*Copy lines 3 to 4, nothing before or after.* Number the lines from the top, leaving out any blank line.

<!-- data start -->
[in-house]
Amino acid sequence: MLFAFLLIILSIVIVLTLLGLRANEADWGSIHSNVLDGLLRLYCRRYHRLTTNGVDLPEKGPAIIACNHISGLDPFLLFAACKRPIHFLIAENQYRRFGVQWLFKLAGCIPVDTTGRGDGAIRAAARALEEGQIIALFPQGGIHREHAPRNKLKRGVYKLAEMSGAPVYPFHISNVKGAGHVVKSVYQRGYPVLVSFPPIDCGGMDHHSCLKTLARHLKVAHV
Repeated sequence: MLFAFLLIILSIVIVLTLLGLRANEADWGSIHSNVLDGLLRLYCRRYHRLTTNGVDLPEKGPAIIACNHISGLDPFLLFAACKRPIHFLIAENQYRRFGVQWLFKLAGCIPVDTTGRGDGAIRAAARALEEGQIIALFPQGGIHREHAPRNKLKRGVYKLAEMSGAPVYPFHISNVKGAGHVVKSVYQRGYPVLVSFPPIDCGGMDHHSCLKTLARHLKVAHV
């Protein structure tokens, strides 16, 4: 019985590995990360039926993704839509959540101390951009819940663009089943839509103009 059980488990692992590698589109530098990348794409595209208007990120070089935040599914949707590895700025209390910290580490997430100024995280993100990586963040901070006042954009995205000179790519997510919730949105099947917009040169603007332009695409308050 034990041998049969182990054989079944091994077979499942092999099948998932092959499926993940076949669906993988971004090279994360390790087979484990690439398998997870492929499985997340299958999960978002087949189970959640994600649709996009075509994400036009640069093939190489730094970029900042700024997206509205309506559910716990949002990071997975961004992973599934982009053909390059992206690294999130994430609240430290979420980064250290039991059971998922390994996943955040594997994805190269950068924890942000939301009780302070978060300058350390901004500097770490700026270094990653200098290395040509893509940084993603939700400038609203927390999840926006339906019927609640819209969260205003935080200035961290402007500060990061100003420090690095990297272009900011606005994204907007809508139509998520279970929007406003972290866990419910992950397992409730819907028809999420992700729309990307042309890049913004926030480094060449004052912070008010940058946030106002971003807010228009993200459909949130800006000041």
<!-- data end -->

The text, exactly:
Repeated sequence: MLFAFLLIILSIVIVLTLLGLRANEADWGSIHSNVLDGLLRLYCRRYHRLTTNGVDLPEKGPAIIACNHISGLDPFLLFAACKRPIHFLIAENQYRRFGVQWLFKLAGCIPVDTTGRGDGAIRAAARALEEGQIIALFPQGGIHREHAPRNKLKRGVYKLAEMSGAPVYPFHISNVKGAGHVVKSVYQRGYPVLVSFPPIDCGGMDHHSCLKTLARHLKVAHV
């Protein structure tokens, strides 16, 4: 019985590995990360039926993704839509959540101390951009819940663009089943839509103009 059980488990692992590698589109530098990348794409595209208007990120070089935040599914949707590895700025209390910290580490997430100024995280993100990586963040901070006042954009995205000179790519997510919730949105099947917009040169603007332009695409308050 034990041998049969182990054989079944091994077979499942092999099948998932092959499926993940076949669906993988971004090279994360390790087979484990690439398998997870492929499985997340299958999960978002087949189970959640994600649709996009075509994400036009640069093939190489730094970029900042700024997206509205309506559910716990949002990071997975961004992973599934982009053909390059992206690294999130994430609240430290979420980064250290039991059971998922390994996943955040594997994805190269950068924890942000939301009780302070978060300058350390901004500097770490700026270094990653200098290395040509893509940084993603939700400038609203927390999840926006339906019927609640819209969260205003935080200035961290402007500060990061100003420090690095990297272009900011606005994204907007809508139509998520279970929007406003972290866990419910992950397992409730819907028809999420992700729309990307042309890049913004926030480094060449004052912070008010940058946030106002971003807010228009993200459909949130800006000041």